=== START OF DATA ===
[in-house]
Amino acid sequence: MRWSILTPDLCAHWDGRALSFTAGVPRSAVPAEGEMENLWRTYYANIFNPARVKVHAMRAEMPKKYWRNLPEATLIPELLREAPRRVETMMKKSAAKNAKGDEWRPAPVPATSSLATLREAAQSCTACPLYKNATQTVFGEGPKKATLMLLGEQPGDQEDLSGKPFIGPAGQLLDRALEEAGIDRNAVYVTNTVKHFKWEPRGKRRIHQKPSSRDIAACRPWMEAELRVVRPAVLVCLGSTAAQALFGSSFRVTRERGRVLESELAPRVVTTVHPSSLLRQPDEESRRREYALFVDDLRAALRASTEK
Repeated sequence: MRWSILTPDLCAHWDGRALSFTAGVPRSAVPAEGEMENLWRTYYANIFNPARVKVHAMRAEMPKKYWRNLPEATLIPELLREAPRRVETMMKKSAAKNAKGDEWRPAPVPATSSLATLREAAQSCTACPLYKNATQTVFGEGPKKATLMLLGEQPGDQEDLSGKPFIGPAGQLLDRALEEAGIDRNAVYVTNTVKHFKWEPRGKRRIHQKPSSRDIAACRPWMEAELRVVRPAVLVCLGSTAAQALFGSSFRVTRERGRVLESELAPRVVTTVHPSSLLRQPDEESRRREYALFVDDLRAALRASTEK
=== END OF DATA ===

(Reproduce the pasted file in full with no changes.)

[in-house]
Amino acid sequence: MRWSILTPDLCAHWDGRALSFTAGVPRSAVPAEGEMENLWRTYYANIFNPARVKVHAMRAEMPKKYWRNLPEATLIPELLREAPRRVETMMKKSAAKNAKGDEWRPAPVPATSSLATLREAAQSCTACPLYKNATQTVFGEGPKKATLMLLGEQPGDQEDLSGKPFIGPAGQLLDRALEEAGIDRNAVYVTNTVKHFKWEPRGKRRIHQKPSSRDIAACRPWMEAELRVVRPAVLVCLGSTAAQALFGSSFRVTRERGRVLESELAPRVVTTVHPSSLLRQPDEESRRREYALFVDDLRAALRASTEK
Repeated sequence: MRWSILTPDLCAHWDGRALSFTAGVPRSAVPAEGEMENLWRTYYANIFNPARVKVHAMRAEMPKKYWRNLPEATLIPELLREAPRRVETMMKKSAAKNAKGDEWRPAPVPATSSLATLREAAQSCTACPLYKNATQTVFGEGPKKATLMLLGEQPGDQEDLSGKPFIGPAGQLLDRALEEAGIDRNAVYVTNTVKHFKWEPRGKRRIHQKPSSRDIAACRPWMEAELRVVRPAVLVCLGSTAAQALFGSSFRVTRERGRVLESELAPRVVTTVHPSSLLRQPDEESRRREYALFVDDLRAALRASTEK